What you need to know before traveling to Ireland

The Republic of Ireland, located between the Atlantic Ocean and Irish Sea, makes up around 85 percent of the Island of Ireland (with Northern Ireland making up the rest.) The country is known for its beer, its green pastures and craggy coastlines, and its friendly residents. More than seven million people visit the Republic of Ireland each year, making Ireland tourism one of the country's top industries.

  • Key facts
    The first stop on most visitor's tour of Ireland is Dublin the capital of the Republic of Ireland. This bustling city of around 500,000 residents is home to Trinity College, the historic Dublin Castle, the picturesque Georgian townhouses on Henrietta Street and one of the most exciting food scenes in Europe. However, as exciting as this mixture of old and new can be, Dublin isn't all there is to see in this beautiful and friendly country. Just a few of the other places you'll want to consider when you travel to Ireland include:

    • Galway -- Located in the west of Ireland along the Atlantic coast, Galway is best known for its diverse music culture and its dynamic waterfront. This is the home of the popular Galway Arts Festival, held each July, and the September Oyster Festival, as well as the Druid Theater Company, a number of historic limestone buildings and the birthplace of the Claddagh ring.

    • County Cork -- Located in the southern part of Ireland, County Cork is known for its dramatic cliffs, green pastures and sea views. The area is home to the Blarney Stone and also the last spot of the "Titanic" before she met her fate.

    • Waterford -- Waterford, located on the southeast coast of Ireland, is the country's oldest city. Best known for the crystal stemware that bears its name, Waterford is also home to a picturesque harbor and the oldest building in Ireland.

    Irish is the official language of Ireland, although English is spoken by virtually all residents.
    The euro is the official currency in Ireland.
  • Weather & when to go
    There's really no bad time to visit Ireland. The high season (and the busiest season) is during the summer months, from mid-May through mid-September. Early May and late September offer the same pleasant weather at more attractive prices and without the crowds. Low season (January, February and March) offers some good values, but temperatures can be chilly that time of year. Just a few of the average temperatures in Ireland include:

    • Dublin average temperature in January -- 41/5 F/C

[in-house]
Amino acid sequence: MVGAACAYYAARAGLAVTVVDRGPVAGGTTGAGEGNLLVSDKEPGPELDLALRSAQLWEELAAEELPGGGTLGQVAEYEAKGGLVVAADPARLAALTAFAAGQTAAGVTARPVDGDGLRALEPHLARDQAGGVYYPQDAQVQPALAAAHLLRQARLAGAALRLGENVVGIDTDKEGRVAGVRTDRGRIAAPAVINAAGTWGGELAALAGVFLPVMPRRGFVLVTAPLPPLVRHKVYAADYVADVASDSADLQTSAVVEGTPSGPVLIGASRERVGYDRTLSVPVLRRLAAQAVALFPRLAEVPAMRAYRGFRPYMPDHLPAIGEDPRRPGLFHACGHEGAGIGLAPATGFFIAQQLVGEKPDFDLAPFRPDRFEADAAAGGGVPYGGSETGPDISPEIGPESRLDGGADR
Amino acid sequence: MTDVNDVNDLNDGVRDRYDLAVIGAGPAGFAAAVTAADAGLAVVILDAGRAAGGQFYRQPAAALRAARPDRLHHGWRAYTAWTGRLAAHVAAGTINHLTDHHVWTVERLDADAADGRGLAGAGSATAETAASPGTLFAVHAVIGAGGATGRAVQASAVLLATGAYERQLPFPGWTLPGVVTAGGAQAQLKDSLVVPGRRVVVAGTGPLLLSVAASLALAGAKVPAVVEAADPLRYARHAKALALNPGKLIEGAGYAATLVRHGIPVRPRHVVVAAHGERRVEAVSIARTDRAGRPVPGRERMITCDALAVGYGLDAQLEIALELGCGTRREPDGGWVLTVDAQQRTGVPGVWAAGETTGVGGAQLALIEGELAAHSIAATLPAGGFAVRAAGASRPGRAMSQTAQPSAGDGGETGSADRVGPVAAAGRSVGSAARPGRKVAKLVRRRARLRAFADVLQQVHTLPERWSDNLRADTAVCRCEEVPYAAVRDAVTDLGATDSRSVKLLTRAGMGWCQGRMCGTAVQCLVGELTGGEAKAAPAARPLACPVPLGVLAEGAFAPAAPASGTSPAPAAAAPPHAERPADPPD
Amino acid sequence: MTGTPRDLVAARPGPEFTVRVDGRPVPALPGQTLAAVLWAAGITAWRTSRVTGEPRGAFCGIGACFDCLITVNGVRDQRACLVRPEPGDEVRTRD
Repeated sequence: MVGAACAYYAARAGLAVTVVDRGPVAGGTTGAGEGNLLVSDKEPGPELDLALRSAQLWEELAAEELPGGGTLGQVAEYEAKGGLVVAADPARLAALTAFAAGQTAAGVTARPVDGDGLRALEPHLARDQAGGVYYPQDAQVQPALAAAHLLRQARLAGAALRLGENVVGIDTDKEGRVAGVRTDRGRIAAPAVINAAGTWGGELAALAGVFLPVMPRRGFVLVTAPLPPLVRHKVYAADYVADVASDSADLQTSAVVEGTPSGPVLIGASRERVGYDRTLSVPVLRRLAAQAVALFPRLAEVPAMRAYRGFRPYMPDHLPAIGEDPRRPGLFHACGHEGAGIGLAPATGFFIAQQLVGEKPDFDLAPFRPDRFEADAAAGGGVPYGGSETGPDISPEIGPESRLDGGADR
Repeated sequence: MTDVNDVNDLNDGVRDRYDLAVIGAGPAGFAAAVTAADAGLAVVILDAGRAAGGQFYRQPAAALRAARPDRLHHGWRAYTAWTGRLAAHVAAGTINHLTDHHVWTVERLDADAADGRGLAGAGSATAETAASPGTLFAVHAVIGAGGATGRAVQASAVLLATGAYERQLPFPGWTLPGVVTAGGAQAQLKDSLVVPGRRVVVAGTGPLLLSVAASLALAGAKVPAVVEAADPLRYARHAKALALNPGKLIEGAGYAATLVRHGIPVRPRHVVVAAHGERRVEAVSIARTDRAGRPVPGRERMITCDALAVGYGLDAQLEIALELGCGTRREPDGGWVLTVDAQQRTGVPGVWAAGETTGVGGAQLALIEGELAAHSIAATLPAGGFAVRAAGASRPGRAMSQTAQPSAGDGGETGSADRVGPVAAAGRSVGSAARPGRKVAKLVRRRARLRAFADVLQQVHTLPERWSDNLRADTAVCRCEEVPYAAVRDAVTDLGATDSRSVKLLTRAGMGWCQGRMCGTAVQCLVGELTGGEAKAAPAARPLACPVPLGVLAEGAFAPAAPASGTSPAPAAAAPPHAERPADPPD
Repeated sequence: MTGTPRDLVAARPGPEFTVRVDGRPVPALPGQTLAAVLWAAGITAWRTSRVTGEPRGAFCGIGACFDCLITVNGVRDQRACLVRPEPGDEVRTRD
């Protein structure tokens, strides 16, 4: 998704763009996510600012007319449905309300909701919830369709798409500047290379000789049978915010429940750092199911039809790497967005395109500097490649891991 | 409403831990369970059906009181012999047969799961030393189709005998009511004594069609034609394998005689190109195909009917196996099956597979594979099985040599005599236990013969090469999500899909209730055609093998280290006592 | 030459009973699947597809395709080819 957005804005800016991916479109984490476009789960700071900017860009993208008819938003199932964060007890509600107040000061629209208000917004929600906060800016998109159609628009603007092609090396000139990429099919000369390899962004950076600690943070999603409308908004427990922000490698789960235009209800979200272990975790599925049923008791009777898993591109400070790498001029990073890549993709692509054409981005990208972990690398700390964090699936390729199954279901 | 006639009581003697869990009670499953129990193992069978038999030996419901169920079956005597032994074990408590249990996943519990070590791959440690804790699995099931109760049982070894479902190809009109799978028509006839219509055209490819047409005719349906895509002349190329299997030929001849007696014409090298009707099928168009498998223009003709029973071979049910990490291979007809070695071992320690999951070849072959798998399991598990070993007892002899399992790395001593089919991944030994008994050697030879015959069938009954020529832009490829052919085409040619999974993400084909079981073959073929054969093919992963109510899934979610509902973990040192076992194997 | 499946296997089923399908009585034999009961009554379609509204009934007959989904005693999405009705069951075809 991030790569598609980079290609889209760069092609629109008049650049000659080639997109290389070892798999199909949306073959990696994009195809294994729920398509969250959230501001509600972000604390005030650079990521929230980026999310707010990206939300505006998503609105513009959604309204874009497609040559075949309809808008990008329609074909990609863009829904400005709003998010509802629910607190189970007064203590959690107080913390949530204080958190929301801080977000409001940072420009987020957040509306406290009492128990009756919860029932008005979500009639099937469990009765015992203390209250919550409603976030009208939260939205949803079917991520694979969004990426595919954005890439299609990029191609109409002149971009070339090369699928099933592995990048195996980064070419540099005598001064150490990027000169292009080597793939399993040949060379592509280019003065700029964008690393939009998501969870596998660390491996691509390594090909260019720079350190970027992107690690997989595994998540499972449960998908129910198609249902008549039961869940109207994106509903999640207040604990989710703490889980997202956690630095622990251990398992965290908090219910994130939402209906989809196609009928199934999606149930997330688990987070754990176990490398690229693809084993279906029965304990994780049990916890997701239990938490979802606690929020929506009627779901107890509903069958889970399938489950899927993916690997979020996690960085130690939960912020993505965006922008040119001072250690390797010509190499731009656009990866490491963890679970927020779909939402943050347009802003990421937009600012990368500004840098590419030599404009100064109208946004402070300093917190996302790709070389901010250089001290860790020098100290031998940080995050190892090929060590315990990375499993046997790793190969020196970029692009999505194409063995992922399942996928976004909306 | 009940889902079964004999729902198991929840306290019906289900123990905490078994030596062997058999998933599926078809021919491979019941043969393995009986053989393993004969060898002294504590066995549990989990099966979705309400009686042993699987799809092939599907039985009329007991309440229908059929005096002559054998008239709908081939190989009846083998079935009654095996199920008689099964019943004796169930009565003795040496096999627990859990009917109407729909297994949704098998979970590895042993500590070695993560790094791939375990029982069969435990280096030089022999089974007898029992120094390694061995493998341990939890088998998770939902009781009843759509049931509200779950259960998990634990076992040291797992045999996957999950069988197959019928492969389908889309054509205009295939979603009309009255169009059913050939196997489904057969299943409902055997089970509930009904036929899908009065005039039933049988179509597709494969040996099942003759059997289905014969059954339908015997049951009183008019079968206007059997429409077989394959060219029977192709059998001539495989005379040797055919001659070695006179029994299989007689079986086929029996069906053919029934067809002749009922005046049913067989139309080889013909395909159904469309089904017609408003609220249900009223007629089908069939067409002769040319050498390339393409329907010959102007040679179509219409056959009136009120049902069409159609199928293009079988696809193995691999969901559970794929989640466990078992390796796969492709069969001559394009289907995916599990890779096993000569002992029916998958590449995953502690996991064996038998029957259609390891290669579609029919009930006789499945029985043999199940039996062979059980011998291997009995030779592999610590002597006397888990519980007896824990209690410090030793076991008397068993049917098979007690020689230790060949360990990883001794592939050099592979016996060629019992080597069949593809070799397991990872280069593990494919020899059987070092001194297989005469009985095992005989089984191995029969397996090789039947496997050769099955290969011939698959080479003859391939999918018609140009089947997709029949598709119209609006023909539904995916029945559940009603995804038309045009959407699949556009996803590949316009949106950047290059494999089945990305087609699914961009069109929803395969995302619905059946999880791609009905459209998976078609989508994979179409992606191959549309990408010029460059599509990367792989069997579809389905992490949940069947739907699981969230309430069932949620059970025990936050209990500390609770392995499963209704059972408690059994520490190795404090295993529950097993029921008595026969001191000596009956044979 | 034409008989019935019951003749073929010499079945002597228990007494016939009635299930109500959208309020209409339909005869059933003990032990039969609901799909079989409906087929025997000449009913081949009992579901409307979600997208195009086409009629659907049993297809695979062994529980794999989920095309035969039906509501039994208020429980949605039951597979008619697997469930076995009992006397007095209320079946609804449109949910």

• Dublin average temperature in June -- 60/16 F/C

    • Shannon average temperature in January -- 42/6 F/C

    • Shannon average temperature in June -- 60/16 F/C

  • Getting around
    It's easy to get around the Republic of Ireland, given the country's compact size. It's very affordable to rent a car in Ireland and many tour operators combine a car rental and bed and breakfast accommodations for additional savings. However, be aware if you are visiting from North America or Continental Europe, that in Ireland, cars travel on the left hand side of the road.
    Bus tours are another popular option in Ireland and offer an enjoyable way to view the countryside without having to worry about traffic or directions. In Dublin, the tram system is the most efficient and affordable way to get around town.
    The Republic of Ireland has four international airports--in Shannon, Dublin, Cork and Knock in west Ireland. Shannon and Dublin are by far the busiest and handle flights from all over the world.
  • Know before you go
    Knowing Ireland's public holidays when you're planning your travel to Ireland can help save you disappointment, since all government buildings and offices as well as most retailers and attractions are closed on these public holidays. Ireland's public holidays include:

    • January 1 -- New Year's Day

    • March 17 -- St. Patrick's Day

    • March/April -- Easter Sunday

    • The day after Easter -- Easter Monday

    • The first Monday in June -- June Holiday

    • The first Monday in August -- August Holiday

    • The last Monday in October -- October Holiday

    • December 25 -- Christmas Day

    • December 26 -- St. Stephen's Day

    To reach emergency services while traveling in the Republic of Ireland, call either 112 or 999 (both work.) This will connect you with an operator who can route you to the local police, the Irish coast guard, the fire department or emergency medical services. Note: the police force is called the Garda in Ireland.
    You need to carry a valid passport to visit the Republic of Ireland. Citizens of European Economic Community (EEC) countries, the United States, Australia and New Zealand are not required to obtain a visa. Citizens of most other countries will need to apply to an Irish consulate or embassy for a visa prior to arriving in Ireland.
  • Travel tips & recommendations

    • Lunch is served in Ireland around 1pm. Dinner, which is a lighter meal, is served around 7pm.

    • Irish cuisine is hearty and makes good use of native meats, vegetables and herbs. Specialties include Irish Stew (usually made with lamb and potatoes), Irish soda bread, colcannon (mashed potatoes and cabbage) and boxty (potato pancakes).

    • Retailers in Ireland are generally open from 9:30 AM to 6:00 PM, Monday through Saturday. Some are open later on Thursdays. Most retailers are open on Sundays from noon to 6:00 PM, but some independent stores may choose to close on Sundays.

    • Ireland is known for its quality woolen goods (such as sweaters and mittens) as well as its cut glass, Beleek china and shamrock jewelry.

    • It is illegal to smoke in all Irish pubs and restaurants as well as all public buildings.

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